#ONA11 Top Ten Tech Trends, part 2 (6-10)

Before I finish this list, a few more overview notes on the presentation as a whole.

A “visual notetaker”‘s version of Webb’s presentation

You’ll probably see that while most of these trends are exciting in some/most ways, some are kind of worrisome/unnerving, and a couple relate to things Webb is concerned about – particularly around ethics., and the importance of  “reading outside your beat.”

#6: Digital Notetaking …will change your normal workflow.

Livescribe demo – wasn’t ready when she first saw it four years ago…but it is now.. It’s a pen that records all being said . (Have to use their notebooks, though, at least at this point),.

Scanning hard copy to convert to digital: Abbyy .

Inkling is crazy cool (and around $200). It’s a lamp-looking thing that records what you sketch on any kind of paper and converts it to digital. Not around until November.

Reporters: digital notetaking tools arefinally ready for us – use them (though at least one – my notes aren’t clear here doesn’t like Mac OS X Lion and crashes it).

Managers – more tools like these on horizon. Wise managers will budget for a gadget lab in the newsroom and let everyone play.

# 7 Quick and long reads  The good news: people still want to read

Byliner , Longreads  among those that curate longer form (see more on this in earlier post). They help you get to stories regardless of platform. One of the best things about Longreads, Webb says, is that it tells you how long it will take you to read the piece –  “we don’t do enough guideposting.”

Kindle singles , of course… Float is a reader/app produced by scribd

Instapaper – Webb “can’t say enough great things about Instapaper.”

booklamp.org – “is the Pandora of the reading world…If you say, ‘I like this John Grisham (novel)’ – it doesn’t assume you like all legal thrillers.”

Reporters: read outside your beat every day. Use these tools to help foster your curiosity.

Managers: tell readers how long it will take to read a la Longreads; borrow from Instapaper and let them time shift, move to mobile devices.

#8 Gestural Interfaces I’m not very conversant in this stuff, so my notes are a bit sketchy:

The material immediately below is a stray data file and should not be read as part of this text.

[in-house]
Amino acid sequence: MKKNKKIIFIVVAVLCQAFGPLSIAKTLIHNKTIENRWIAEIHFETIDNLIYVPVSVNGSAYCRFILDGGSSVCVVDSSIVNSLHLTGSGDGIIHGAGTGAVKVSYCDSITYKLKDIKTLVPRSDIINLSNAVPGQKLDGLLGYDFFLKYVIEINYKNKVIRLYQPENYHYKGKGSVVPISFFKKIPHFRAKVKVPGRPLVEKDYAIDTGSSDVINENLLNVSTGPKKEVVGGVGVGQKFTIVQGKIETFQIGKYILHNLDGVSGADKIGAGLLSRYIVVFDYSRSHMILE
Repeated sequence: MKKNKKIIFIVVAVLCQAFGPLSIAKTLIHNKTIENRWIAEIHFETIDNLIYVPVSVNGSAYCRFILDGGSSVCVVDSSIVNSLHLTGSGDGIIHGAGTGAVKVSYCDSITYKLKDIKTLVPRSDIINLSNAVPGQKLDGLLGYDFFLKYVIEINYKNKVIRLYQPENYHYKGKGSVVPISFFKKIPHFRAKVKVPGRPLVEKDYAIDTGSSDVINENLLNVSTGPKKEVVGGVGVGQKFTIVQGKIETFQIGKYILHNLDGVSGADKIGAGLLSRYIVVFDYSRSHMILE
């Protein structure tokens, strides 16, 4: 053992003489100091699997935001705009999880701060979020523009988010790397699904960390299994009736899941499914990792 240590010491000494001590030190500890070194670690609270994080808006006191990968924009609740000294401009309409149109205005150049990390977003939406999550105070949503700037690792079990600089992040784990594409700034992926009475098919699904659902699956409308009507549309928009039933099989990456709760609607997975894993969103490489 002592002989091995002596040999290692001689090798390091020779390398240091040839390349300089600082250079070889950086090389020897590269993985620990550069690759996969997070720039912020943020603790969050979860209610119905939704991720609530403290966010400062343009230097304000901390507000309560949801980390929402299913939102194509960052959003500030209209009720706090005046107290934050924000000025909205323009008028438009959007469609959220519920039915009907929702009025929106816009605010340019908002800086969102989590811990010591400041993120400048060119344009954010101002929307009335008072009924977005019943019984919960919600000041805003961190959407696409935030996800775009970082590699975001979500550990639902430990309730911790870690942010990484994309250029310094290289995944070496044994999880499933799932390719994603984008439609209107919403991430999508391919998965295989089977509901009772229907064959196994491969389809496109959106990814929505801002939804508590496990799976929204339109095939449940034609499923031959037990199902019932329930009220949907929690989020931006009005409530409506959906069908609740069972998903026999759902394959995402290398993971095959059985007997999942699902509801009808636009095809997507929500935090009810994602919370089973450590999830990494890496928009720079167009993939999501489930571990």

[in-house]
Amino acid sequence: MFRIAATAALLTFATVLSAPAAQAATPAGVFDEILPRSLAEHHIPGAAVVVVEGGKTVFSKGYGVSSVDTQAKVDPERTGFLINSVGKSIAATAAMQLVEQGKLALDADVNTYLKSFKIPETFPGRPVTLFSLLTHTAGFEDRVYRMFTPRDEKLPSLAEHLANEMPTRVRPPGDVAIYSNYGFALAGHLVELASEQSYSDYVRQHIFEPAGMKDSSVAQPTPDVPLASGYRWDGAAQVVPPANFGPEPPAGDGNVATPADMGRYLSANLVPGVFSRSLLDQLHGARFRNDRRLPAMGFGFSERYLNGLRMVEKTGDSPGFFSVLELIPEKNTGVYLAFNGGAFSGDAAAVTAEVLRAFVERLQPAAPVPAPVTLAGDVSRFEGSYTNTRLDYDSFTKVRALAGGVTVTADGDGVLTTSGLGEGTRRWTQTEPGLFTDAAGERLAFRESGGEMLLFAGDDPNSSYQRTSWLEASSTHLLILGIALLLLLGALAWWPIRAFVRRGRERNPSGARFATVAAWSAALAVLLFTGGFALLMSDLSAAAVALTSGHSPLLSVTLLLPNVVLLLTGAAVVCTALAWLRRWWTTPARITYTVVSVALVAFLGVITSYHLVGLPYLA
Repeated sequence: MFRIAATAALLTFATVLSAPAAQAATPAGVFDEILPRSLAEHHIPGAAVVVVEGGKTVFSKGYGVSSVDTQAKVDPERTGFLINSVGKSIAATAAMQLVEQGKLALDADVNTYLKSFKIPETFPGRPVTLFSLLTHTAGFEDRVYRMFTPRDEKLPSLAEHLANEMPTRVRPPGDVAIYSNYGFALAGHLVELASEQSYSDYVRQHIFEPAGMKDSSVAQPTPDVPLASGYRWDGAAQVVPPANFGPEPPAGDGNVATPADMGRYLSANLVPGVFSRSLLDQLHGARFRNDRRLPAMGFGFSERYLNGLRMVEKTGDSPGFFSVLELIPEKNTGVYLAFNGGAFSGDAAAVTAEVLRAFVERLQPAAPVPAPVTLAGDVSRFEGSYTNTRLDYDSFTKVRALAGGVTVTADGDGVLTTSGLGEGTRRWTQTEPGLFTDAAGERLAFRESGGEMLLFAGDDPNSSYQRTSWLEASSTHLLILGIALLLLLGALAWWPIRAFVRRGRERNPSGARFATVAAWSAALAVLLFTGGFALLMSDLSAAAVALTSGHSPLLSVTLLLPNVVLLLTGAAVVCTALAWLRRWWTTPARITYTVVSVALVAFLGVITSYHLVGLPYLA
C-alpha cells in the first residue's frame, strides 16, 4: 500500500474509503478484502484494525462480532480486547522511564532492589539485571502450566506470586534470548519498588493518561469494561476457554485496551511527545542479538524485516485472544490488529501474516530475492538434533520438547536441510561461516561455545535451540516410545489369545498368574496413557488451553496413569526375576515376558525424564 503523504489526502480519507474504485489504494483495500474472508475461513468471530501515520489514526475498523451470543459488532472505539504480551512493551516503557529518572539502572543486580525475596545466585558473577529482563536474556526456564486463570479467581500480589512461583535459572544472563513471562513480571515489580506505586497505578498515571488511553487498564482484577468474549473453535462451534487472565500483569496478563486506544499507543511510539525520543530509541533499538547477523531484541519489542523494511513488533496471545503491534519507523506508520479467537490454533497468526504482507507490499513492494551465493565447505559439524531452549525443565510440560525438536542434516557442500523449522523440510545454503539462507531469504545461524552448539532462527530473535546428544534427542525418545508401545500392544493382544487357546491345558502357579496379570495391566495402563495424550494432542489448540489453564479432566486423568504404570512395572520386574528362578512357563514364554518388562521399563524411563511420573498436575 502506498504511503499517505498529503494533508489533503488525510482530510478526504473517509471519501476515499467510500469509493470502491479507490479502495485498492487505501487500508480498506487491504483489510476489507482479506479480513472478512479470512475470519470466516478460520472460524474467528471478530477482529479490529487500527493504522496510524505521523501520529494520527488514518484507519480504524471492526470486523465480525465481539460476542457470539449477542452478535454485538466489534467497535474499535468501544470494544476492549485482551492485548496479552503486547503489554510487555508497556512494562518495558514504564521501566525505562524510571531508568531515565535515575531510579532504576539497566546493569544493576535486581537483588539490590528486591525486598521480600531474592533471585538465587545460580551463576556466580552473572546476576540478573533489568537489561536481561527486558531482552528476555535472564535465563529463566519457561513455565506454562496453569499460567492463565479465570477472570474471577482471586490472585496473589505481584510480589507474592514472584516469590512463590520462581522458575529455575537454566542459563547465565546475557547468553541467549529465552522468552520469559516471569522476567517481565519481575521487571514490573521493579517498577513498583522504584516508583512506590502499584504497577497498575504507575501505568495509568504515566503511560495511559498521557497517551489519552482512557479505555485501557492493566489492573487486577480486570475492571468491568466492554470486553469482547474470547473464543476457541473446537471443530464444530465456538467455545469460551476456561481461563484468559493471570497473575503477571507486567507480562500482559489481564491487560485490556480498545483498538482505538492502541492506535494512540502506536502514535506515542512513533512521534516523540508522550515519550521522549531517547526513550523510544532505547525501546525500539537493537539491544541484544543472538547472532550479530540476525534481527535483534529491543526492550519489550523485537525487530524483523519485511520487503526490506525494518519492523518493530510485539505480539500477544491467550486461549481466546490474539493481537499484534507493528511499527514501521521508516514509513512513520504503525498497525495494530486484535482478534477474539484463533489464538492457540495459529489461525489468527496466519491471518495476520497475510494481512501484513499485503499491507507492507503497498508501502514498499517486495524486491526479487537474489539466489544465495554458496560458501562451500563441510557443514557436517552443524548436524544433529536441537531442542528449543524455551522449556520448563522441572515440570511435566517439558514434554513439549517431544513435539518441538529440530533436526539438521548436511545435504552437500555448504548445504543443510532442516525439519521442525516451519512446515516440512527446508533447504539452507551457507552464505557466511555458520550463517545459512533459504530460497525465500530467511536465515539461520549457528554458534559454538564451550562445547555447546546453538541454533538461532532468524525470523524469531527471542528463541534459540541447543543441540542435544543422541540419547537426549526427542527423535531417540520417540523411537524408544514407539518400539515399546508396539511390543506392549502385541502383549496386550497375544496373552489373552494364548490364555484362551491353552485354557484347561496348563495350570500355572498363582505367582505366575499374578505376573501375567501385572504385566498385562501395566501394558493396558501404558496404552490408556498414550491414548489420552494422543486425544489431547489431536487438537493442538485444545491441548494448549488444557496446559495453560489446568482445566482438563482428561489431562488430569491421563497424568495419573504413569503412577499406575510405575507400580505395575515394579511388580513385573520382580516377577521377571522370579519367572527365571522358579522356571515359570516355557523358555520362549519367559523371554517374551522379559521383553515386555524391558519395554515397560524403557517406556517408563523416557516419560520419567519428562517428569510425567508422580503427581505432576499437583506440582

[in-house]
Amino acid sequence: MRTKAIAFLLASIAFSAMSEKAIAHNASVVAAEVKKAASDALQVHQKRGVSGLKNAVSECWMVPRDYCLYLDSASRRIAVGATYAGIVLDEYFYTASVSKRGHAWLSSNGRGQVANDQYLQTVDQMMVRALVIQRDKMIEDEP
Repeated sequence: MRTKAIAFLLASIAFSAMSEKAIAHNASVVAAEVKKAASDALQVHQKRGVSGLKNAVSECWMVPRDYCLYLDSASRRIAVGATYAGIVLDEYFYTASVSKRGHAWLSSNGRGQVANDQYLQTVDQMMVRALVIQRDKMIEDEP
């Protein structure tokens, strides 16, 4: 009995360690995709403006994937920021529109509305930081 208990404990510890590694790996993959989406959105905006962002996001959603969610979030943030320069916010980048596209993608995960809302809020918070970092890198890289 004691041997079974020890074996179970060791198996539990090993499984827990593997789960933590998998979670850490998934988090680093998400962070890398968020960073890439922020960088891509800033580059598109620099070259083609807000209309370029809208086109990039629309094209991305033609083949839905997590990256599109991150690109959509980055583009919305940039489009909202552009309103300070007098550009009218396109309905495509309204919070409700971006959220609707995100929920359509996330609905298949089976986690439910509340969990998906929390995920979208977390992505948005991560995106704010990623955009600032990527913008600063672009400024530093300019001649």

NY Times R&D department working on the ‘magic mirror’:

G-speak (demo) is   a “spatial operating environment” from Oblong Industries. Oblong made stuff for the film, Minority Report. (Sue note: one of the people in the later session on augmented reality – notes to come – demonstrated a gesture-driven software that doesn’t require gloves. It was wickedly interesting).

Takeaway for reporters, managers, everyone:  Look at Android @ home  , follow what’s happening with Microsoft’s Kinect , pay attention to Primesense 3D and of course general developments at Apple and Microsoft. They’re all doing stuff in this area. “and they really are reinventing our future”

#9 Precognition Reporting Again: I’m not very conversant in this stuff, so my notes are a bit sketchy:

Gathers info on events before they happen, and the best have a very low failure rate:

Example: Recorded Future’s temporal analytics: You fill in three boxes:  what; who/where; and when, and it searches news sources and comes up with a visual representation of results, called  “recorded future”

Reporters – these will help you keep track of trends, and spot emerging stories.

Managers: competitive intelligence!

and last, but far from least:

#10 Ethics in Digital Journalism

Webb says she’s “not happy about the lack of discussion” around stories such as the parting of Ariana Huffington and Mike Arrington; Shera Lazar’s tweet on Whatstrending that ever-so-incorrectly reported the death of Steve Jobs; Tumblr at NY Fashion Week

“We’re not having enough of these discussions in newsrooms.” And there’s a lot to talk about (Sue’s head is bobbing up and down here – I felt like a dashboard ornament):

-Is transparnecy the new objectivity?

-Is it possible to be ‘objective’anymore?

Webb says she’s not trying to answer these questions, but urged everyone to talk about them.

Takeaways: every newsroom and all developers should pay attention to these stories and start internal discussions about what’s appropriate and why. “Don’t just rely on your dusty old rules. Things are more complicated than they used to be.”

No kidding.


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